Greg Hemphill on Still Game: 'The message is to enjoy old age and find adventure where you seek it – don't grow old gracefully'

Final score: Still Game's last hurrah

credit: Paul Chappells

The creators of the popular Scottish TV series talk about saying goodbye to Jack and Victor on the big stage of the Hydro

After 20 years, nine series on TV and two huge arena shows, the cast of Still Game are bidding a final, fond farewell to the rascally pensioners of Craiglang with their third stage extravaganza at Glasgow's Hydro. Creators and stars Ford Kiernan and Greg Hemphill sat down to chew the fat with us about going out in style.

So the television series ended with most of the characters having passed on. Are we meeting them again in the afterlife?
Greg Hemphill: Well, it picks up from where the show left off. That's about as much as we can say without spoiling it. We wanted to convey that this is the very last outing, so the story has a feel of tying things up. We don't want anyone thinking they'll be back in three or four years' time.

What if you were approached to do, say, a Bobby spin-off?
GH: We probably would actually, that's a good idea. Auld, bald Bobby …
Ford Kiernan: That's not outside the realms of possibility. But it's not something we're looking at just now. With the stage show, we didn't want to go back in time and rehash or revisit something that happened 20 years ago. To give it continuity, it's taking place more-or-less around the time of the final episode.

So are the core cast still alive or is someone reminiscing?
FK: You can fuck off with that line of enquiry.
GH: We've said enough already.

This is the third live show …
GH: Return of the Jedi!

Indeed. Is it a challenge satisfying the spectacle demanded by the Hydro while retaining the warmth of the sitcom?
GH: We go about each one in exactly the same way. There's a different set of rules for theatre but we were always confident it would work on stage because that's where it started [at the Edinburgh Fringe] in 1997. With the splintering of TV audiences, people still want to come together and laugh. We weren't daunted and thought we could be a bit more adventurous. Still Game had odd little supernatural elements, weird things like guys who could hear through walls. But it was grounded in reality. At the Hydro though, we can do things we can't on television.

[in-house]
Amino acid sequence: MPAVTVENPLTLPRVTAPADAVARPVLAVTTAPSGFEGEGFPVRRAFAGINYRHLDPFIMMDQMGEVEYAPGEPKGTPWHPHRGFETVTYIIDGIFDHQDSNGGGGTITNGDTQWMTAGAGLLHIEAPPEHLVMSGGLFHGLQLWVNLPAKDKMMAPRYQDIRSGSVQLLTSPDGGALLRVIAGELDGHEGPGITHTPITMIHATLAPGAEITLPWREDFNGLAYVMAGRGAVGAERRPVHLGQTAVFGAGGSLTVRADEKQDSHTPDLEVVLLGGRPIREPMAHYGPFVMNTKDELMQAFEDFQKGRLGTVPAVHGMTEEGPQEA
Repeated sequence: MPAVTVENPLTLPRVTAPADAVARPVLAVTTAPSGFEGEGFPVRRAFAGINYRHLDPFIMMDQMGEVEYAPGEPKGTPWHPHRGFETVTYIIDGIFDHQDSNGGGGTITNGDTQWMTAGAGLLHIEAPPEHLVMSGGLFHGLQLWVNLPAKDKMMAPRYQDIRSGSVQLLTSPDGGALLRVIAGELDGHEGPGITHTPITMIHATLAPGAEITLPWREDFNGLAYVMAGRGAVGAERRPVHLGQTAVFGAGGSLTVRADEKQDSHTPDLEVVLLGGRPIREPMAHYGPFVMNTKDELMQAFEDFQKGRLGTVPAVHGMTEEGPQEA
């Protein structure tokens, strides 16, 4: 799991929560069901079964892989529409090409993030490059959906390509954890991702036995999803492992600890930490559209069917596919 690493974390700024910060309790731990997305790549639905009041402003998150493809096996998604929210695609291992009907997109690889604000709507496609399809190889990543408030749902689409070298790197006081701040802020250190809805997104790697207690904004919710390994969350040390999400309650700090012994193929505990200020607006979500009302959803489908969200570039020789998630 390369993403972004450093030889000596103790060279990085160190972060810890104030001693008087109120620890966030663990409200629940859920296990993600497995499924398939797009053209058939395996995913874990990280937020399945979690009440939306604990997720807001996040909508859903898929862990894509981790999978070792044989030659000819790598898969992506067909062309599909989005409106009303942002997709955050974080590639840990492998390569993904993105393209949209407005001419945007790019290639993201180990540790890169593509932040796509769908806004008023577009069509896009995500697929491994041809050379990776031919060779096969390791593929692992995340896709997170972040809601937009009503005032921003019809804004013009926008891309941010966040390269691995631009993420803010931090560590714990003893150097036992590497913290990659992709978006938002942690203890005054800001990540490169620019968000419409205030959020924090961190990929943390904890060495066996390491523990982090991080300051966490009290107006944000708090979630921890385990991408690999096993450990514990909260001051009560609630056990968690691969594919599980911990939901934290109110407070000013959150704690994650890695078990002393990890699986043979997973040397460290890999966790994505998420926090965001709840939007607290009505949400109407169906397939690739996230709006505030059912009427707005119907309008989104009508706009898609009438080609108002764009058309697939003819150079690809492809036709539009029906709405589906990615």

FK: There was scepticism at the start when we decided to take a sitcom onto a stage that size. But the audience know they're coming for a big night out. We're doing repeat business because they know they're in safe hands. Or at least, I hope they are.

And do you enjoy writing a longer narrative arc?
GH: Absolutely. The story for the first Hydro show was a much more traditional sitcom one, about Jack having an iPad conversation with his daughter, which could easily have sat in a TV episode. We were aware it was a reunion after seven years away and we wanted to really explore that. But when the second live show came along, we were more confident in taking these characters and moving them to wherever we want because the theatre is more of an imaginary space.
FK: I reckon we got it bang on the second time because it wasn't a reunion, it was an out-and-out big night out. And so's this one. And a farewell.

It's rare nowadays to get a sitcom that's watched by every generation. Do you worry …
FK: That we'll no' get it again? We don't need it twice. It's like sex with Sophia Loren.

What response does Still Game get from pensioners?
GH: They'll tell us they call their pal Jack or Isa. And it's lovely that people identify in the same way we do, because Jack and Victor are loosely based on relatives of ours.
FK: We're not claiming to have changed the way pensioners are viewed. But we've always tried to write them with relevance.

And has it prepared you for your own autumn years?
FK: I hope so. I was saying to my wife the other night that, having been pensioners for 20 years, it'll be a walk in the park.
GH: The characters were always aspirational, in terms of the way they went about their lives and the fun they had. The message is to enjoy old age and find adventure where you seek it. Don't grow old gracefully. I would love to have a life as exciting as Jack and Victor's. All they have is a pub and a hell of a great set of friends.

Still Game Live: The Final Farewell, SSE Hydro, Glasgow, Fri 27 Sep–Sun 13 Oct.

Still Game: Live

The stage version of Ford Kiernan and Greg Hemphill's TV sitcom of ageing disgracefully, starring Ford Kiernan as Jack Jarvis and Greg Hemphill as Victor McDade.

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